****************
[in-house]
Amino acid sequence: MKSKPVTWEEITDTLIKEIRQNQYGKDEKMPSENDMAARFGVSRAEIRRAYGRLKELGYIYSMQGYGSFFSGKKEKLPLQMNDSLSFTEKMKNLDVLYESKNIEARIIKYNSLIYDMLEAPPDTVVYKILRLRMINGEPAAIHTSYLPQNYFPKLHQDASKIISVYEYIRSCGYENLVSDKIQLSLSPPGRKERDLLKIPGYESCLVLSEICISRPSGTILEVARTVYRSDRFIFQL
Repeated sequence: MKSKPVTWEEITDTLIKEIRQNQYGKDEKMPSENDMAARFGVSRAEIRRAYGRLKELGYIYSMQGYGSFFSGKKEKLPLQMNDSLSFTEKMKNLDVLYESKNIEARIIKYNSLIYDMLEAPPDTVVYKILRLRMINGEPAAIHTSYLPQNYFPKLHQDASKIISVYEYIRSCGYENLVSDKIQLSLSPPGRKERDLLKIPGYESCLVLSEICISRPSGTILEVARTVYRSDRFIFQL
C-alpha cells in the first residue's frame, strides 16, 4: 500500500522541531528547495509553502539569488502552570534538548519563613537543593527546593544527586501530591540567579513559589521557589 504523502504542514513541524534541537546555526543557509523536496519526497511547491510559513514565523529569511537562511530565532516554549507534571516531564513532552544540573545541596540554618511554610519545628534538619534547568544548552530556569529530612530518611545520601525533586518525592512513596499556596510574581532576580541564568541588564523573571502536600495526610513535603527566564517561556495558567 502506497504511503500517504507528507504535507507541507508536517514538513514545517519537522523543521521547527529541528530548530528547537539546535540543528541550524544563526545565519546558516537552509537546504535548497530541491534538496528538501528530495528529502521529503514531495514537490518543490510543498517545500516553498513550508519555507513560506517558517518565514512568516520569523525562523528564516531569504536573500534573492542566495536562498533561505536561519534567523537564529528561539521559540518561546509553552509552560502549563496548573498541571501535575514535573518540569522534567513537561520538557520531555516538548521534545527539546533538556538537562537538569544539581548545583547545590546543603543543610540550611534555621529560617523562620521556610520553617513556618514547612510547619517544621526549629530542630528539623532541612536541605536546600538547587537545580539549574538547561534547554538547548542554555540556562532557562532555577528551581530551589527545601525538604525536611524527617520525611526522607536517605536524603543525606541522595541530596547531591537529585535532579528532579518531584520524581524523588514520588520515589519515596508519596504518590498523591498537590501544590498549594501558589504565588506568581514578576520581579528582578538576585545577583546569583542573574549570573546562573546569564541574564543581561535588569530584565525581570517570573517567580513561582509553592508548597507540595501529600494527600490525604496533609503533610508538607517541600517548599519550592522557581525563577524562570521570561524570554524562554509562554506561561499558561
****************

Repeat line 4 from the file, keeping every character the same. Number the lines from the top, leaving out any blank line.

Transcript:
C-alpha cells in the first residue's frame, strides 16, 4: 500500500522541531528547495509553502539569488502552570534538548519563613537543593527546593544527586501530591540567579513559589521557589 504523502504542514513541524534541537546555526543557509523536496519526497511547491510559513514565523529569511537562511530565532516554549507534571516531564513532552544540573545541596540554618511554610519545628534538619534547568544548552530556569529530612530518611545520601525533586518525592512513596499556596510574581532576580541564568541588564523573571502536600495526610513535603527566564517561556495558567 502506497504511503500517504507528507504535507507541507508536517514538513514545517519537522523543521521547527529541528530548530528547537539546535540543528541550524544563526545565519546558516537552509537546504535548497530541491534538496528538501528530495528529502521529503514531495514537490518543490510543498517545500516553498513550508519555507513560506517558517518565514512568516520569523525562523528564516531569504536573500534573492542566495536562498533561505536561519534567523537564529528561539521559540518561546509553552509552560502549563496548573498541571501535575514535573518540569522534567513537561520538557520531555516538548521534545527539546533538556538537562537538569544539581548545583547545590546543603543543610540550611534555621529560617523562620521556610520553617513556618514547612510547619517544621526549629530542630528539623532541612536541605536546600538547587537545580539549574538547561534547554538547548542554555540556562532557562532555577528551581530551589527545601525538604525536611524527617520525611526522607536517605536524603543525606541522595541530596547531591537529585535532579528532579518531584520524581524523588514520588520515589519515596508519596504518590498523591498537590501544590498549594501558589504565588506568581514578576520581579528582578538576585545577583546569583542573574549570573546562573546569564541574564543581561535588569530584565525581570517570573517567580513561582509553592508548597507540595501529600494527600490525604496533609503533610508538607517541600517548599519550592522557581525563577524562570521570561524570554524562554509562554506561561499558561